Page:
Day 169: Religiosity

Luke 18:9-14

He spoke also this parable to certain people who were convinced of their own righteousness, and who despised all others. “Two men went up into the temple to pray; one was a Pharisee, and the other was a tax collector. The Pharisee stood and prayed to himself like this: ‘God, I thank you, that I am not like the rest of men, extortioners, unrighteous, adulterers, or even like this tax collector. I fast twice a week. I give tithes of all that I get.’ But the tax collector, standing far away, wouldn’t even lift up his eyes to heaven, but beat his breast, saying, ‘God, be merciful to me, a sinner!’ I tell you, this man went down to his house justified rather than the other; for everyone who exalts himself will be humbled, but he who humbles himself will be exalted.”

There are those who try to become “Religious” by turning Christianity into a system of rules. Although, in this verse, Jesus is talking to the Jews about Judaism, this concept applies every bit as much to Christians. The Jews really did live in a merit system called The Law of Moses. Christianity, however, is not based on merit (except for the rewards we get for serving God on earth and receive once we get to Heaven). The Jews did have righteous acts that existed to bring them merit before God on earth but they only served to expose the sins of the people because everyone failed. There were those, however, who convinced themselves that they really deserved God’s blessing because of the righteous acts they did compared to others. Christianity has also had this problem since its earliest days.

The problem is that sometimes we fail to see ourselves as God sees us. We attempt to justify our own sin and despise all others. God sees us all as sinful and in need of special help. The apostle Paul tells us that the reason that God gave the law was to expose sin, not to teach people how to solve their own sin problem or to compare with others:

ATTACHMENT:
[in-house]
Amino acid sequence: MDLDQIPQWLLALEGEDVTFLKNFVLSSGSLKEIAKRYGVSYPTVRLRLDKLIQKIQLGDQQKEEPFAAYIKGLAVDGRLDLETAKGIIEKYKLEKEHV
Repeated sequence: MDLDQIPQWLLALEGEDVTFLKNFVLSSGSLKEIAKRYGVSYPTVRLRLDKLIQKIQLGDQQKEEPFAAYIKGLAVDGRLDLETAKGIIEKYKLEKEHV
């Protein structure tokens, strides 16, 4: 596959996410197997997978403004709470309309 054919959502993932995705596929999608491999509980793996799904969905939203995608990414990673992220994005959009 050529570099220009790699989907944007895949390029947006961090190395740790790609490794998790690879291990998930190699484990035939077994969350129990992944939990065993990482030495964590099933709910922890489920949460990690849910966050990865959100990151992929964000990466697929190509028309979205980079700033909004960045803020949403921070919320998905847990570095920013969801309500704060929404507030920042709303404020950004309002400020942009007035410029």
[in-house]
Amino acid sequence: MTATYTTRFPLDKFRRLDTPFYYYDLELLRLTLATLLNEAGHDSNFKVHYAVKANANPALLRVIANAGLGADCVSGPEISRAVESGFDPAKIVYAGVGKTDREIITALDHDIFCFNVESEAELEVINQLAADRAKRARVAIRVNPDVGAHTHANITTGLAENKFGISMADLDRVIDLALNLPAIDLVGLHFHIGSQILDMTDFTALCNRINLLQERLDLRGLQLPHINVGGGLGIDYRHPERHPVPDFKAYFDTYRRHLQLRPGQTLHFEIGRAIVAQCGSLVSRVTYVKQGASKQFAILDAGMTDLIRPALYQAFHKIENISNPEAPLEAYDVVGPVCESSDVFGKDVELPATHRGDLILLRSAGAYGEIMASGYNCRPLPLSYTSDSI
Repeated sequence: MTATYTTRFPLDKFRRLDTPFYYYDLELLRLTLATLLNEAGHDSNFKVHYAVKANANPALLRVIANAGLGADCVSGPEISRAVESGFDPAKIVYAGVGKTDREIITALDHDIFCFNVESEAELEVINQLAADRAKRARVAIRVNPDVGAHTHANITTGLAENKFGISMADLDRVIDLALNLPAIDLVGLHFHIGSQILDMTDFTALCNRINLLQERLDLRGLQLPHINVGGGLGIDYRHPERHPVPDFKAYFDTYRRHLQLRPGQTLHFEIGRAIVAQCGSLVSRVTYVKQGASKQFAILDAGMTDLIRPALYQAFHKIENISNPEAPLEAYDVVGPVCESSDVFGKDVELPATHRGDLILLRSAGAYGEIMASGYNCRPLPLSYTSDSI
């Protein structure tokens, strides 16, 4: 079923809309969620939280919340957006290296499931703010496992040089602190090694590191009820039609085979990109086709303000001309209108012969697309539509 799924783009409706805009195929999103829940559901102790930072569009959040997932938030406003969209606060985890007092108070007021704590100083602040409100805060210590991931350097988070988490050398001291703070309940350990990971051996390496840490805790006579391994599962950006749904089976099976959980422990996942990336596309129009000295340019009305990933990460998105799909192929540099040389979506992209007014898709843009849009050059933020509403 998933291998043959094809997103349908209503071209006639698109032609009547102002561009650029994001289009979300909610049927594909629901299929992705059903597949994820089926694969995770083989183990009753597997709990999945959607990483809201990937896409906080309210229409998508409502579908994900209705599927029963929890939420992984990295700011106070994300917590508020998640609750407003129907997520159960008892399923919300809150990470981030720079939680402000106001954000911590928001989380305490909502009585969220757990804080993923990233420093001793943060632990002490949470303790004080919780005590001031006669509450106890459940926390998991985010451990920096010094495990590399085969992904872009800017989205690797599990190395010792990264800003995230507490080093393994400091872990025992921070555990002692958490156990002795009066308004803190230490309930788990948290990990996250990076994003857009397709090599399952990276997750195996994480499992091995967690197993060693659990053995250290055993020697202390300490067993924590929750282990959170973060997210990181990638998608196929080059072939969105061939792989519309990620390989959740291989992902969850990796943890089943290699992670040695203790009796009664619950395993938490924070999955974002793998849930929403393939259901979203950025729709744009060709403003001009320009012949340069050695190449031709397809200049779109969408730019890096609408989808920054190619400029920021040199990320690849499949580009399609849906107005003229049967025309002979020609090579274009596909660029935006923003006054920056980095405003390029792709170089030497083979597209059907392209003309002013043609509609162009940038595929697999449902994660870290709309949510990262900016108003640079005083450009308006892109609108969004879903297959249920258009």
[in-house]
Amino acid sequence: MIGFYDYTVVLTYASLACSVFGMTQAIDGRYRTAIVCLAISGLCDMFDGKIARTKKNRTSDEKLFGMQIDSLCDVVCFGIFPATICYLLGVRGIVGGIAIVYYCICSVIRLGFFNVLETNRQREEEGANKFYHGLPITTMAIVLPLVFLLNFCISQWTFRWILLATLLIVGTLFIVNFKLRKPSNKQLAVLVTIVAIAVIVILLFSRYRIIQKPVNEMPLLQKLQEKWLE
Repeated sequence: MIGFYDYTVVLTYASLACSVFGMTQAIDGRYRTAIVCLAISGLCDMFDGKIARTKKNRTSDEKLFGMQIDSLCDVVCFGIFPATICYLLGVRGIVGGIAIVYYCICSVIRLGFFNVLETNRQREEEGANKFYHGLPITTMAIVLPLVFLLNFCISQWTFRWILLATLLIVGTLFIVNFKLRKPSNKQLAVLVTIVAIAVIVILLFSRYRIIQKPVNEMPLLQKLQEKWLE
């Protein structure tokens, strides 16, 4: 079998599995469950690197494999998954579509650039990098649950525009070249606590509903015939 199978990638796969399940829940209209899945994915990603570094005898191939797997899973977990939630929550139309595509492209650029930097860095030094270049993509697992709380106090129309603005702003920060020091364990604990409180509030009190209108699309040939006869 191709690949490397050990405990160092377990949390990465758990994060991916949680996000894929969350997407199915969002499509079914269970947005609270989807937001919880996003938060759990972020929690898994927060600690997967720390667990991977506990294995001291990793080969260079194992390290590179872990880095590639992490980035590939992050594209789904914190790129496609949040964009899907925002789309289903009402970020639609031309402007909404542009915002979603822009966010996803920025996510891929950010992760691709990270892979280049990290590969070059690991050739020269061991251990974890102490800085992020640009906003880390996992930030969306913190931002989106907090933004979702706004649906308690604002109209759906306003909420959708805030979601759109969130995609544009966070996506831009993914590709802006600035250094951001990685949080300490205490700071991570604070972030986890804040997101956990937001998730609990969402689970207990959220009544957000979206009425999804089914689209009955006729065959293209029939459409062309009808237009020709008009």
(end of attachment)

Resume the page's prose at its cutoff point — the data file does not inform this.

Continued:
Romans 3:19-20

Now we know that whatever things the law says, it speaks to those who are under the law, that every mouth may be closed, and all the world may be brought under the judgment of God. Because by the works of the law, no flesh will be justified in his sight. For through the law comes the knowledge of sin.

For some, the law becomes a comparison tool that can be used to demonstrate an advantage over others instead of a way of seeing the true, sinful condition of their own souls. When the law is used properly, it causes us to realize that we are far more like the tax collector than anyone else. We are swindlers (like tax collectors), unrighteous, and adulterers in need of serious help in order to even be allowed to talk to God at all. When we come to God, we must realize that we really are bad people and depend entirely on His mercy and favor (grace) to save us. We have nothing good to offer because we have been spoiled by sin according to God.

The wonderful thing that Jesus makes clear in this story that God is ready to forgive us if we come to Him in humility. If we don’t, we can expect that God will continue humble us until we do see things correctly. It is very important for us to see things His way while we are still alive on earth so that we avoid Hell. Looking good on earth isn’t going to be worth it.